The Vail Medal. The Vail Medal was created in 1920 in memory of Theodore N. Vail (President of the American Telephone and Telegraph Company from 1907 to 1919) to perpetuate his ideals of service to the public. The medal, which bears his likeness, was awarded to individuals for noteworthy acts reflecting the Bell System's highest traditions of loyalty and devotion to duty.
Adolph Alexander Weinman, one of the leading sculptors in the United States, designed the Vail Medal in 1921. In designing the medal, Mr. Weinman captured not only the personality of Vail, but also his ideals of service to the public.
The face of the medal bears a portrait of Vail, while on the reverse; the central figure represents the "Civilizing Force of Communication" speeding the winged message along the wires. At the right, "Loyalty to Service" upholds the left hand of the central figure, while a third figure, "Devotion to Duty," helps to support the lines of communication.
There are three types of Vail Medals: bronze, silver and gold. Bronze medals were awarded to individuals in each Bell System company, by that company's awards committee. A Bell System Committee then reviewed these cases and selected those of "especially outstanding excellence or importance" for silver or gold medal awards.
A bronze medal was also awarded to groups of employees where the noteworthy act was due to the concerted action of the group, rather than by an individual.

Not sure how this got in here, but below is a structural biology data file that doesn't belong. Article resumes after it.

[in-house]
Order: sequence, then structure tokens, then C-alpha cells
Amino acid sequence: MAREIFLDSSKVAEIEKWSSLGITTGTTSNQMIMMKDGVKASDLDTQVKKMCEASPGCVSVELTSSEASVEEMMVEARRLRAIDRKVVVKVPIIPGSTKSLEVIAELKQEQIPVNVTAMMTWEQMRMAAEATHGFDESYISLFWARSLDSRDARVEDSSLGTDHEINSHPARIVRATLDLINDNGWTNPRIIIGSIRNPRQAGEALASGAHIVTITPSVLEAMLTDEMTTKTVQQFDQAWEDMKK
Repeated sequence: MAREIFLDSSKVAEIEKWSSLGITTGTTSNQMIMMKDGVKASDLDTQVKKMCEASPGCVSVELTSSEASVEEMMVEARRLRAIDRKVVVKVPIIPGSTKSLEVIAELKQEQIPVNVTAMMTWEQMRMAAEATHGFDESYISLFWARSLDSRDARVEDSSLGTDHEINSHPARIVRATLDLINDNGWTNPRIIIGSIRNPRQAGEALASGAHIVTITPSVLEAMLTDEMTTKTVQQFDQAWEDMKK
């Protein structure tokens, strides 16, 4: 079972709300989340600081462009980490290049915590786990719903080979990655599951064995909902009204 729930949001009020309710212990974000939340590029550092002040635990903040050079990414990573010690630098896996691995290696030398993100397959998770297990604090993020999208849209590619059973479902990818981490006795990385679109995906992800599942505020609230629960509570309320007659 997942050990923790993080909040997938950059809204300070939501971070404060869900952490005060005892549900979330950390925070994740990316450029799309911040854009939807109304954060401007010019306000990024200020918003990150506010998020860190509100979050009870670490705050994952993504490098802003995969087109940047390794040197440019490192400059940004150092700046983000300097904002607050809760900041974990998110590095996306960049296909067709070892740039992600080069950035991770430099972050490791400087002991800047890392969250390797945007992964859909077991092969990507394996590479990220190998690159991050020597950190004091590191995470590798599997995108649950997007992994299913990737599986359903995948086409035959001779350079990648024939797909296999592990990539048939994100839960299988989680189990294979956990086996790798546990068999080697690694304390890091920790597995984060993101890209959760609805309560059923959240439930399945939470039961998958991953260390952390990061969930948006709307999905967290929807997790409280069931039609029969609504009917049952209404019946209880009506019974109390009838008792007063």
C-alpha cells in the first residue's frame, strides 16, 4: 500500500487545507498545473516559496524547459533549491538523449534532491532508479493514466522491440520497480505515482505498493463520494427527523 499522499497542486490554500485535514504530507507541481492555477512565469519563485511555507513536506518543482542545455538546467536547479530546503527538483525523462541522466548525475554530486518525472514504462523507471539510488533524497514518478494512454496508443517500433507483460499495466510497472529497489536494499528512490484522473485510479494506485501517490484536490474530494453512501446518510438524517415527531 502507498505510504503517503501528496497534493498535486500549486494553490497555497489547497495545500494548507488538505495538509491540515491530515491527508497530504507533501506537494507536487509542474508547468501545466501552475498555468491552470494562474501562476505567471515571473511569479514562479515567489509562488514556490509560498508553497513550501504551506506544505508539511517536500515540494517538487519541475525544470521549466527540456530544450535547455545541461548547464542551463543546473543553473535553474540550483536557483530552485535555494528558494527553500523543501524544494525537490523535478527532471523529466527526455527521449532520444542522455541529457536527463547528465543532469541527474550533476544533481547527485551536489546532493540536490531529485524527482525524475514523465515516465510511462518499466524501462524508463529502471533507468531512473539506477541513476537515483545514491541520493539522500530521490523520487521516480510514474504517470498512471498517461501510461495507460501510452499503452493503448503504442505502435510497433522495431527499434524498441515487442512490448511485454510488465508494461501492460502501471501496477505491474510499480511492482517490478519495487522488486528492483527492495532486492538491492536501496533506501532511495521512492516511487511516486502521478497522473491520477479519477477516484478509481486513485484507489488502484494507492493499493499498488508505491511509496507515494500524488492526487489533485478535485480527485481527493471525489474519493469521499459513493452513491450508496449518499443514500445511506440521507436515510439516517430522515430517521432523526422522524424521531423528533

An embossed citation certificate, with a brief description of the circumstances that occasioned the award, was given to each Vail Medal recipient. (This one is Millie Lothrop's.) A bronze plaque commemorating the act was presented to the company concerned. These plaques were designed for display in telephone buildings as a permanent and public memorial. Plaques may be seen to this day in telephone company buildings across the nation.
Up to the breakup of the Bell System in 1984, hundreds of awards were made to telephone company employees who embodied the ideal of service (see Heroes for some representative stories). Men and women of the Bell System performed acts of public service and bravery ranging from struggling through a blizzard to fix a downed line; saving a child from a burning building or a man from a raging flood; to staying at the switchboard while bullets flew -- and were celebrated with the award of a Vail medal.